Phenomenology and the Cognitive Sciences

, Volume 13, Issue 2, pp 257–274 | Cite as

Neural representationalism, the Hard Problem of Content and vitiated verdicts. A reply to Hutto & Myin (2013)

  • Matteo Colombo


Colombo’s (Phenomenology and the Cognitive Sciences, 2013) plea for neural representationalism is the focus of a recent contribution to Phenomenology and Cognitive Science by Daniel D. Hutto and Erik Myin. In that paper, Hutto and Myin have tried to show that my arguments fail badly. Here, I want to respond to their critique clarifying the type of neural representationalism put forward in my (Phenomenology and the Cognitive Sciences, 2013) piece, and to take the opportunity to make a few remarks of general interest concerning what Hutto and Myin have dubbed “the Hard Problem of Content.”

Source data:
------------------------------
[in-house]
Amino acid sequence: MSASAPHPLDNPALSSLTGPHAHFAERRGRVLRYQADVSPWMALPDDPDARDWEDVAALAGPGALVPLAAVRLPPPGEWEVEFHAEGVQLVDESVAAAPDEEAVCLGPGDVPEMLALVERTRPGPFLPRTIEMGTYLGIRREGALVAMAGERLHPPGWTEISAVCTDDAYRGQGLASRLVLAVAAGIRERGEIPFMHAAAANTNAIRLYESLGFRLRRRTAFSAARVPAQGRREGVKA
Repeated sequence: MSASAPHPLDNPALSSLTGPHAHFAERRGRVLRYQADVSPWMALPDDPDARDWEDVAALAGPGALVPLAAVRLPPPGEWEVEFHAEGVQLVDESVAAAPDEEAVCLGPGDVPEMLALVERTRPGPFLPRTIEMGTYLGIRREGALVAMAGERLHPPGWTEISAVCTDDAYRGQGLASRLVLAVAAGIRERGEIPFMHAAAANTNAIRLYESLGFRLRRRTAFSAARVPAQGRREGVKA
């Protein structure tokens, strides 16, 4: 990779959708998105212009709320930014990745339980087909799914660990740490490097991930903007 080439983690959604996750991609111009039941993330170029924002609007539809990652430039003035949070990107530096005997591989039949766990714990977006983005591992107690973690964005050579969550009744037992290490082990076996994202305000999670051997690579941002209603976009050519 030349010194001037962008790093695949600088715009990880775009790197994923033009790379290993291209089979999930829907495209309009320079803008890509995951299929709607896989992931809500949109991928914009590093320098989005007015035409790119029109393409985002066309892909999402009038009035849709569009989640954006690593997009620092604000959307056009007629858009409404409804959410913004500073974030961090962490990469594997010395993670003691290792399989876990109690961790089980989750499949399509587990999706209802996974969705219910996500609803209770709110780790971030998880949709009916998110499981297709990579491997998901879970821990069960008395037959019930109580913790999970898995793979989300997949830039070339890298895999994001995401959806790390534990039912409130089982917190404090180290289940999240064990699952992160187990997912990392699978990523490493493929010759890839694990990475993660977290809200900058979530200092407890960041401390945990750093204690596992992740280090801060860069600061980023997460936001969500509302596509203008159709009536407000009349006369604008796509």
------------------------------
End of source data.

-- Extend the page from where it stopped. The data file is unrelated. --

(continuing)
Neural representationalism Hard problem of content Un-metaphysical cognitive science 



I am grateful to two anonymous reviewers for this journal for their constructive comments and helpful suggestions. This work was supported by a grant from the Deutsche Forschungsgemeinschaft (DFG) as part of the priority program “New Frameworks of Rationality” (SPP 1516). The usual disclaimers about any error or mistake in the paper apply.


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© Springer Science+Business Media Dordrecht 2014

Authors and Affiliations

  1. 1.Tilburg Center for Logic, General Ethics, and Philosophy of Science (TiLPS)Tilburg UniversityTilburgThe Netherlands

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